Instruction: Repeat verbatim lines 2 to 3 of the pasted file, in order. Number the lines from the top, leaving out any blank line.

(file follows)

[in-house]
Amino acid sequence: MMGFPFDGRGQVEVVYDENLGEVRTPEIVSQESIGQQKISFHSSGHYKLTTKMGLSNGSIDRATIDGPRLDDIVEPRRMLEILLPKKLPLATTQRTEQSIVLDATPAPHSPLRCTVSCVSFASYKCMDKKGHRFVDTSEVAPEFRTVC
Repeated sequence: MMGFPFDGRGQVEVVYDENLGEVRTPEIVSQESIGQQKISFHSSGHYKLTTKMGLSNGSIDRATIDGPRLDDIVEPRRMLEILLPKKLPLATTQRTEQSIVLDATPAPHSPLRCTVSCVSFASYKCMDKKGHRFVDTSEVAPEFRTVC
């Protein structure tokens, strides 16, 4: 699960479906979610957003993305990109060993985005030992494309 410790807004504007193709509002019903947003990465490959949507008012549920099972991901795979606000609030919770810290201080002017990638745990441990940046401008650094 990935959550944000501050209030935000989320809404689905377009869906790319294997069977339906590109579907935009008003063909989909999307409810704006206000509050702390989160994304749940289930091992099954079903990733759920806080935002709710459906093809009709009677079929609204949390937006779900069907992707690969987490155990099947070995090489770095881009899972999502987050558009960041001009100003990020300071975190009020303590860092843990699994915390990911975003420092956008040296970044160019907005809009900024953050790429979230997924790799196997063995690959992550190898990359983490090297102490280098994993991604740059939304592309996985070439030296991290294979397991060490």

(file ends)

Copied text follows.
Amino acid sequence: MMGFPFDGRGQVEVVYDENLGEVRTPEIVSQESIGQQKISFHSSGHYKLTTKMGLSNGSIDRATIDGPRLDDIVEPRRMLEILLPKKLPLATTQRTEQSIVLDATPAPHSPLRCTVSCVSFASYKCMDKKGHRFVDTSEVAPEFRTVC
Repeated sequence: MMGFPFDGRGQVEVVYDENLGEVRTPEIVSQESIGQQKISFHSSGHYKLTTKMGLSNGSIDRATIDGPRLDDIVEPRRMLEILLPKKLPLATTQRTEQSIVLDATPAPHSPLRCTVSCVSFASYKCMDKKGHRFVDTSEVAPEFRTVC